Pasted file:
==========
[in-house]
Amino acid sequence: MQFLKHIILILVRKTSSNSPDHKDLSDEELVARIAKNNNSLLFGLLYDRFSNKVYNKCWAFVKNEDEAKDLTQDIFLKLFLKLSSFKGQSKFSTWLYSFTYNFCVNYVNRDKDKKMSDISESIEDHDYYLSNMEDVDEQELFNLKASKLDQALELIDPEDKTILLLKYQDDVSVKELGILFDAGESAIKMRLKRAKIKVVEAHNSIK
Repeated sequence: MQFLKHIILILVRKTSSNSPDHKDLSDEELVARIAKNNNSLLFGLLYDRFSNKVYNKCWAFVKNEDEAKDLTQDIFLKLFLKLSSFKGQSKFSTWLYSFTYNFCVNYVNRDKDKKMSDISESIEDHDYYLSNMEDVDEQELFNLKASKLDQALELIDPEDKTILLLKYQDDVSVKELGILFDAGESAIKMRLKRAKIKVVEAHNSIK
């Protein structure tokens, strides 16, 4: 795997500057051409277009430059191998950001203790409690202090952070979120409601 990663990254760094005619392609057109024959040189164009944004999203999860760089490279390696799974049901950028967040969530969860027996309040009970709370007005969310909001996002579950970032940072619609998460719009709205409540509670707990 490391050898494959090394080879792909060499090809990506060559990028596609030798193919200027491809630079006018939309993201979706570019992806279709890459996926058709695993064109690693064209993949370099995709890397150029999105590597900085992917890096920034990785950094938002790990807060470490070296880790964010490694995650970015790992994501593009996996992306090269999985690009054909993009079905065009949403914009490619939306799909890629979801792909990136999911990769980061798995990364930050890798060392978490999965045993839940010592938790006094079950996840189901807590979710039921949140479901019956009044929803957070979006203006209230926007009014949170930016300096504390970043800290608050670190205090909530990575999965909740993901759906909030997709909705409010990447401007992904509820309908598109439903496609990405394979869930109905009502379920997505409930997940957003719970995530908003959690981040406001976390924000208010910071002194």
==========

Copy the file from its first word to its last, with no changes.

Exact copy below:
[in-house]
Amino acid sequence: MQFLKHIILILVRKTSSNSPDHKDLSDEELVARIAKNNNSLLFGLLYDRFSNKVYNKCWAFVKNEDEAKDLTQDIFLKLFLKLSSFKGQSKFSTWLYSFTYNFCVNYVNRDKDKKMSDISESIEDHDYYLSNMEDVDEQELFNLKASKLDQALELIDPEDKTILLLKYQDDVSVKELGILFDAGESAIKMRLKRAKIKVVEAHNSIK
Repeated sequence: MQFLKHIILILVRKTSSNSPDHKDLSDEELVARIAKNNNSLLFGLLYDRFSNKVYNKCWAFVKNEDEAKDLTQDIFLKLFLKLSSFKGQSKFSTWLYSFTYNFCVNYVNRDKDKKMSDISESIEDHDYYLSNMEDVDEQELFNLKASKLDQALELIDPEDKTILLLKYQDDVSVKELGILFDAGESAIKMRLKRAKIKVVEAHNSIK
């Protein structure tokens, strides 16, 4: 795997500057051409277009430059191998950001203790409690202090952070979120409601 990663990254760094005619392609057109024959040189164009944004999203999860760089490279390696799974049901950028967040969530969860027996309040009970709370007005969310909001996002579950970032940072619609998460719009709205409540509670707990 490391050898494959090394080879792909060499090809990506060559990028596609030798193919200027491809630079006018939309993201979706570019992806279709890459996926058709695993064109690693064209993949370099995709890397150029999105590597900085992917890096920034990785950094938002790990807060470490070296880790964010490694995650970015790992994501593009996996992306090269999985690009054909993009079905065009949403914009490619939306799909890629979801792909990136999911990769980061798995990364930050890798060392978490999965045993839940010592938790006094079950996840189901807590979710039921949140479901019956009044929803957070979006203006209230926007009014949170930016300096504390970043800290608050670190205090909530990575999965909740993901759906909030997709909705409010990447401007992904509820309908598109439903496609990405394979869930109905009502379920997505409930997940957003719970995530908003959690981040406001976390924000208010910071002194």